This was an article I didn’t think was necessary. I started writing it during the heat of Lockdown 3 when people were testing the extent of the restrictions and the law. I started to wonder however whether people would be unable to resist the temptation to travel, spurred on by phenomenal snow conditions in Scotland, and the inability to travel abroad.
And alas, it has started with national news of a mountain rescue on Ben Nevis, with the victims 100 miles from home.

So my plea remains: patience.

Whilst 2020 was the year of unrivalled doom and misery for many people, it was also a year of firsts which seemed to somehow cushion the overwhelming blow of a global pandemic. The pandemic was only just underway, already with spiralling deaths and Covid-19 test kits from the health secretary’s ex-neighbour who runs a pub, however in the early stages, Covid-19 didn’t directly affect too many people. During this time, there was a paradigm shift in lifestyle and work-life balance for many people. Sure, Trump was still unfathomably at the helm, but no one had started started an insurrection to wrestle democracy from the people, yet.

It has surely not escaped anyone’s notice however, that 2021 is actively trying to wrestle the ‘worst year in a generation’ title from its predecessor.

We in the UK, remain in various stages of lockdown, retain the title for highest Covid deaths in Europe, and have all but relinquished our sanity by ending free movement across Europe for all but the lucky dual citizens. This truly is shaping up to be some year.

With so much going on in the world and very little in the way of positivity, it’s all too easy to give in to despair, disregard the ‘rules’ (we’ll touch on those shortly) and try to carry on as before. Ten months of lockdown in 2020 felt like the limit for many people, particularly when our Dear Leader had promised in no uncertain terms that Christmas would be saved. We all know how that ended.

My plea therefore is not to totally disregard our woefully incompetent government, but to continue doing the right thing, which is to listen to our medical leaders, the people who have spent their entire lives trying to understand what impact a pandemic would have on the population, and the people best placed to end the misery. Sadly, this simply means staying at home, taking some daily exercise if you can, and otherwise only leaving home for essentials such as food shopping and work.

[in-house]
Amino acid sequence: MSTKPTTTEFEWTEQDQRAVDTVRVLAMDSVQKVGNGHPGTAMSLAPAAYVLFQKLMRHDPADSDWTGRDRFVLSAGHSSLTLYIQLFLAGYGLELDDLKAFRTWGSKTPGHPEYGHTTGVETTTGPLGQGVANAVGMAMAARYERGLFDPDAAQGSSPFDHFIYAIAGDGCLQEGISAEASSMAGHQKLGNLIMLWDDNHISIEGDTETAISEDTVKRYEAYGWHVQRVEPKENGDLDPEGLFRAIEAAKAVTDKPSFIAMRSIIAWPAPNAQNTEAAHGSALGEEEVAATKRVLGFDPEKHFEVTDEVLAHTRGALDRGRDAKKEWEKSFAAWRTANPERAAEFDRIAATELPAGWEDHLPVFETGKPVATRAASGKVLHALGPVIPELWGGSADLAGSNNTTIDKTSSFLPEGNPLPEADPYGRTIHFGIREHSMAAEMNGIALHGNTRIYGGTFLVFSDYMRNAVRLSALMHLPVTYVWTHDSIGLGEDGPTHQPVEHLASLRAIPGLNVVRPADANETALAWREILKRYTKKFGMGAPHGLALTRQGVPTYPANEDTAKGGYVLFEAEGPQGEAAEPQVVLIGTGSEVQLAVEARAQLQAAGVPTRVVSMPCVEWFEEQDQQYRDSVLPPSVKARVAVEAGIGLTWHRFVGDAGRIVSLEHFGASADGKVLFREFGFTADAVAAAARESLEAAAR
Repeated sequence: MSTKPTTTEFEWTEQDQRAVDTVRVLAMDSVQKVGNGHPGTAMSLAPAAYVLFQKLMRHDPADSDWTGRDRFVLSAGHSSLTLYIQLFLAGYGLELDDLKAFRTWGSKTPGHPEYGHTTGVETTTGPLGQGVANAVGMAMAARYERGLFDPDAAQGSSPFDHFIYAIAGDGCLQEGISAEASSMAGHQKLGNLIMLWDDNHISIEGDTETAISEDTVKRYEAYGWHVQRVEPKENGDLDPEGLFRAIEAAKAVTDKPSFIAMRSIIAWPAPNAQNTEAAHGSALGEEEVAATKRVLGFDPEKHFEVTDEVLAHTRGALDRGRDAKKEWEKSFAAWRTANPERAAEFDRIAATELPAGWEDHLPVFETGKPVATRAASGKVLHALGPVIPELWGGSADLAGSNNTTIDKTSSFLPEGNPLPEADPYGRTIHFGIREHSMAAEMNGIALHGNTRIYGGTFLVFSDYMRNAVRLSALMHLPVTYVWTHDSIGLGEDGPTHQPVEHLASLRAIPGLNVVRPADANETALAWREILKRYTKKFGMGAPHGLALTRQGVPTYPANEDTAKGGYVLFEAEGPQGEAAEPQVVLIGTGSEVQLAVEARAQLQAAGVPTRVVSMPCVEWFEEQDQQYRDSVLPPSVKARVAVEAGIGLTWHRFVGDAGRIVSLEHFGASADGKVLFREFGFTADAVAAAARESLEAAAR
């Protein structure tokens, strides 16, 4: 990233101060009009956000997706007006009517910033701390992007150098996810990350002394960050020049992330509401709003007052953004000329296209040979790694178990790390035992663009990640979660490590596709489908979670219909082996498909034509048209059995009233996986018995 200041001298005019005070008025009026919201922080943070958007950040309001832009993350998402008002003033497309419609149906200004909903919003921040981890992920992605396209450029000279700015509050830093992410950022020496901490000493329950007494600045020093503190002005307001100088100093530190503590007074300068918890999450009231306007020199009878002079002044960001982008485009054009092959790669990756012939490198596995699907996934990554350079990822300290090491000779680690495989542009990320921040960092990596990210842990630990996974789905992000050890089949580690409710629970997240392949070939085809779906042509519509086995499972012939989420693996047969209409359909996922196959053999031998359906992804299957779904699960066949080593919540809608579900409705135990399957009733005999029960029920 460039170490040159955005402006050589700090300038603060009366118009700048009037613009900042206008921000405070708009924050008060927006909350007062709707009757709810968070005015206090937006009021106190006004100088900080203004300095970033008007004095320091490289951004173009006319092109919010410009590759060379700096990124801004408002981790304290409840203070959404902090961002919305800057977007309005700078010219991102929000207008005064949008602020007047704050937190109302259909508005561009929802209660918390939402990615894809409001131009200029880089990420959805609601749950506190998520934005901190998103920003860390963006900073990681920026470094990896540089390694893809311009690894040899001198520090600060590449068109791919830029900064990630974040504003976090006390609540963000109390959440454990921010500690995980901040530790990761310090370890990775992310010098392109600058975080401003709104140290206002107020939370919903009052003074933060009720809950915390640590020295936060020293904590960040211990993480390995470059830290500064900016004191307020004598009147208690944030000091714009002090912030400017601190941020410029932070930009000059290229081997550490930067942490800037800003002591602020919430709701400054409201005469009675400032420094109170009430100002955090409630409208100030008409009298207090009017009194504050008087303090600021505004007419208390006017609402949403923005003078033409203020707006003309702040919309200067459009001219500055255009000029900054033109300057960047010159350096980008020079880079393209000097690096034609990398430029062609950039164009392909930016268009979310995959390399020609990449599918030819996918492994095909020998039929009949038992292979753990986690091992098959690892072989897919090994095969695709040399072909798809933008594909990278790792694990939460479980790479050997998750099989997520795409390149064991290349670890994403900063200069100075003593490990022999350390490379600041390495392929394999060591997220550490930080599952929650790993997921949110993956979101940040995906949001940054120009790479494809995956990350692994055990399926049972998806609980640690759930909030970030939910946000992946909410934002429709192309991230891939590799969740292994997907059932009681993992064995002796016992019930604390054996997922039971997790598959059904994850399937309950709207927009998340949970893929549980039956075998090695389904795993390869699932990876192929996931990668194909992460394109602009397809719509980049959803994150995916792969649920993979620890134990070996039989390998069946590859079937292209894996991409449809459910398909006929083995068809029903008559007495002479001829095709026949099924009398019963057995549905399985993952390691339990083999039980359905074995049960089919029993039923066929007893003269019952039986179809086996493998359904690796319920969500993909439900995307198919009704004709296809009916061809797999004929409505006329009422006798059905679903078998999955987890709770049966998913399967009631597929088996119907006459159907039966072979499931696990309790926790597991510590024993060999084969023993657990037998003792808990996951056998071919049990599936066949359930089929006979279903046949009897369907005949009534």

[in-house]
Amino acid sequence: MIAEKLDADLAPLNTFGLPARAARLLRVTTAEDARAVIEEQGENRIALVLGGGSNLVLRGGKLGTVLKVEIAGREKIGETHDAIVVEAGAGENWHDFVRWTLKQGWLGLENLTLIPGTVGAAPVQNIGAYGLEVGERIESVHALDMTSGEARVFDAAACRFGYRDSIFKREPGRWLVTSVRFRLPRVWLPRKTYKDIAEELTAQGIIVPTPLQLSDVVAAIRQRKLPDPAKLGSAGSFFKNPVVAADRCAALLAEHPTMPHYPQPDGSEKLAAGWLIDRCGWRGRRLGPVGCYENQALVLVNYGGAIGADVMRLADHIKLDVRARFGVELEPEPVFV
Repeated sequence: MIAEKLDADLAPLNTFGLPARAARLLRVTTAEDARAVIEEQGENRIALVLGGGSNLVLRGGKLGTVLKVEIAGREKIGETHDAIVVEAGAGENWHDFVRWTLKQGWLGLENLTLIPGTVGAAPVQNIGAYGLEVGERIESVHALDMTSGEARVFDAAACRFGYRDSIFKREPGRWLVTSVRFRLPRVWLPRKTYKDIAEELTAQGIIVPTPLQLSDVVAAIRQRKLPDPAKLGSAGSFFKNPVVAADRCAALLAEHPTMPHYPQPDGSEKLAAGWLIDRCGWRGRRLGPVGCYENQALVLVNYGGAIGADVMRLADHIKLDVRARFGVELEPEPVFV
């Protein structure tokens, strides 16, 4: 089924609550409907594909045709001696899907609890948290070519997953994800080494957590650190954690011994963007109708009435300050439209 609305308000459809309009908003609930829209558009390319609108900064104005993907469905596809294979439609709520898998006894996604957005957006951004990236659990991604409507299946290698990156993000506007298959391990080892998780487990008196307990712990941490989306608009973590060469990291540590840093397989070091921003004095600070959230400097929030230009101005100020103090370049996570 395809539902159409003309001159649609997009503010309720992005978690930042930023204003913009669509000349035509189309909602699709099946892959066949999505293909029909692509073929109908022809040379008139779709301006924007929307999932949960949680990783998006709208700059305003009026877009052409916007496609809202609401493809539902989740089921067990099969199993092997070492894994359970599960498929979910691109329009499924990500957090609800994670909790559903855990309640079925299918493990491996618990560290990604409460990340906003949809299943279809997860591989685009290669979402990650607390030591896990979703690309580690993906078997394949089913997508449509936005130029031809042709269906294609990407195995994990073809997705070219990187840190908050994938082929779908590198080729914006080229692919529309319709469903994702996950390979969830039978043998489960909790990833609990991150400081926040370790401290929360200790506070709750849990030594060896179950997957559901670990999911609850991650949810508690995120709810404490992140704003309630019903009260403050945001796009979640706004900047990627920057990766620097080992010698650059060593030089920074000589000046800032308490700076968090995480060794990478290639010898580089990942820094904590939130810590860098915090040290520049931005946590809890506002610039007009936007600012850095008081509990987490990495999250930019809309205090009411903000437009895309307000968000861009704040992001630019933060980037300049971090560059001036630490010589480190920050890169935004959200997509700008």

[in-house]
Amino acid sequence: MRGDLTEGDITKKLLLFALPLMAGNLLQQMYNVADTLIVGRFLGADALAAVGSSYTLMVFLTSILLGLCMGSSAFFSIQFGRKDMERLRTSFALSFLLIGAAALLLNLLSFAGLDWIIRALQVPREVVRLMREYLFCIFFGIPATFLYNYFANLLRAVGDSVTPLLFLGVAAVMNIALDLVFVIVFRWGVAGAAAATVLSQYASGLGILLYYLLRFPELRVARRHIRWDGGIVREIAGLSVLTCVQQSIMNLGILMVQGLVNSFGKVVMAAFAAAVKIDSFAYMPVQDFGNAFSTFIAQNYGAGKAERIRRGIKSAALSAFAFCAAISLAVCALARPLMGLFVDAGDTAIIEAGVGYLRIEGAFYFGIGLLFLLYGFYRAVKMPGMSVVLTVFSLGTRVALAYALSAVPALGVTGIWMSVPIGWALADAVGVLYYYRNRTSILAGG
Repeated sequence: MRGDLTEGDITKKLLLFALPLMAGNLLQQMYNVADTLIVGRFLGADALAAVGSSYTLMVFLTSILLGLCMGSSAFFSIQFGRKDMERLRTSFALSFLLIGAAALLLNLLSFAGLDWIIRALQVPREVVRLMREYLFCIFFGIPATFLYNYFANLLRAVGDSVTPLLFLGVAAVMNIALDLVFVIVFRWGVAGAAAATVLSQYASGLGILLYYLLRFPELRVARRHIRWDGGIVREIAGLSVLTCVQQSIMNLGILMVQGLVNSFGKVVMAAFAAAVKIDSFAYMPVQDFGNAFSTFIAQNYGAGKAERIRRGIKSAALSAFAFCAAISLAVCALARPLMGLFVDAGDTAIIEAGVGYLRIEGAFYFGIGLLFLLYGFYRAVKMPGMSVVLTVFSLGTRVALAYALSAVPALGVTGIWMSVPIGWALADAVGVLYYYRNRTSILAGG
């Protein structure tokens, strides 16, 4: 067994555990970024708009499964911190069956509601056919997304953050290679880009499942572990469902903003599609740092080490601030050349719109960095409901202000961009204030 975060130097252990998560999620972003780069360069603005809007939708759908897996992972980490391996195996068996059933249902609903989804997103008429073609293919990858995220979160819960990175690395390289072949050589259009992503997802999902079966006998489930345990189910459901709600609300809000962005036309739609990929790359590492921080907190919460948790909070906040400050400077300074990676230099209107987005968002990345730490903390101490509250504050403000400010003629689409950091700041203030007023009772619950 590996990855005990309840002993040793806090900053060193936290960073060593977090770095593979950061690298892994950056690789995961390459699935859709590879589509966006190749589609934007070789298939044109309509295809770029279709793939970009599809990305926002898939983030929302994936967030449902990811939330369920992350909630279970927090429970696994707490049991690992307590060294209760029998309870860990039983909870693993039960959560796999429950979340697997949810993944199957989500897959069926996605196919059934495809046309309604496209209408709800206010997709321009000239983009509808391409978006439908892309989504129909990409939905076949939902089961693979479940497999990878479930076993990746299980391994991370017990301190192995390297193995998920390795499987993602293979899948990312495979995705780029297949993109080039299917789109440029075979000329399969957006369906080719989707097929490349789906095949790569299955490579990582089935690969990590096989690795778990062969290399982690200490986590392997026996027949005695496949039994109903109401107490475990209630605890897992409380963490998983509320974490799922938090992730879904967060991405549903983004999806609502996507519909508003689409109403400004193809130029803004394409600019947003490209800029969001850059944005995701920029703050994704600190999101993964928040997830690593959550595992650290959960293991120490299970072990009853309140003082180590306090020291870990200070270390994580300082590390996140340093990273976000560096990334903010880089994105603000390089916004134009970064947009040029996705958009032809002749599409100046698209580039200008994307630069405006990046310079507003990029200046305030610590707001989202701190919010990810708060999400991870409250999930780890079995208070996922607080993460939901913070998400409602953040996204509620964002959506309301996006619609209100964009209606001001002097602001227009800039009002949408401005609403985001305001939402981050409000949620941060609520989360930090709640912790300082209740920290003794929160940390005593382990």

Of course, one could have many grievances with how our government has handled this crisis. Indeed, in the time it’s taken me to write this, the UK has moved from ‘highest death toll in Europe’, to ‘highest death toll in the world. But in an effort to be specific, I focus upon the government’s lack of clarity which has led to much bending, uncertainty and breaking of the rules.

In France, much of lockdown has been characterised by the requirement for citizens to remain within 1km of their home, unless for exceptional reasons. Until recently, England’s lockdown rules were loose at best, and even now, the guidance is to generally stay ‘within your local area’.

What does this mean? If you live in Oxford, can you travel within Oxfordshire for exercise? Oxfordshire, a relatively small county, is 1,006 square miles.

Clearly, with such limited guidance from the government, and the ease in which the rules can be bent to meet our own interpretation, the key is to use common sense. Travelling from Hertfordshire to the Brecon Beacons, a journey of around 4 hours by car, is something that many would consider outside these rules, yet police have turned away drivers doing just that: https://www.theguardian.com/uk-news/2020/dec/29/police-in-brecon-beacons-turn-away-visitors-breaching-covid-restrictions

Whilst the Home Secretary Priti Patel might continue to defend her governments watertight rules, the reality is that many people are desperate to ‘escape’ what they see as home imprisonment, with particular reference to the Cummings Effect.

In essence, a popular view is that the government lost all moral authority to enforce a national lockdown when it failed to prosecute, or even reprimand the PM’s chief advisor when he admitted to breaking both national lockdown rules and the highway code on live TV.

And so this is the entire point of this article. To plead with those who are desperate to seek adventure, not to travel cross country, to do anything excessively dangerous, or to exercise beyond a few miles from your home, unless you clearly cannot. Unfortunately, the government has given you a perfectly reasonable excuse for bending the rules, but it’s in everyone’s interest to assess the morality of each trip we take.

So my plea for you is to look at the bigger picture, and be patient in these worrying and unsettling times, regardless of your views on the lockdown or the pandemic itself.

Why? Because any unnecessary travel puts lives unnecessarily at risk.

If you need an example of how a disease with only a 1% mortality rate can thwart an entire country, take a look at this excellent breakdown: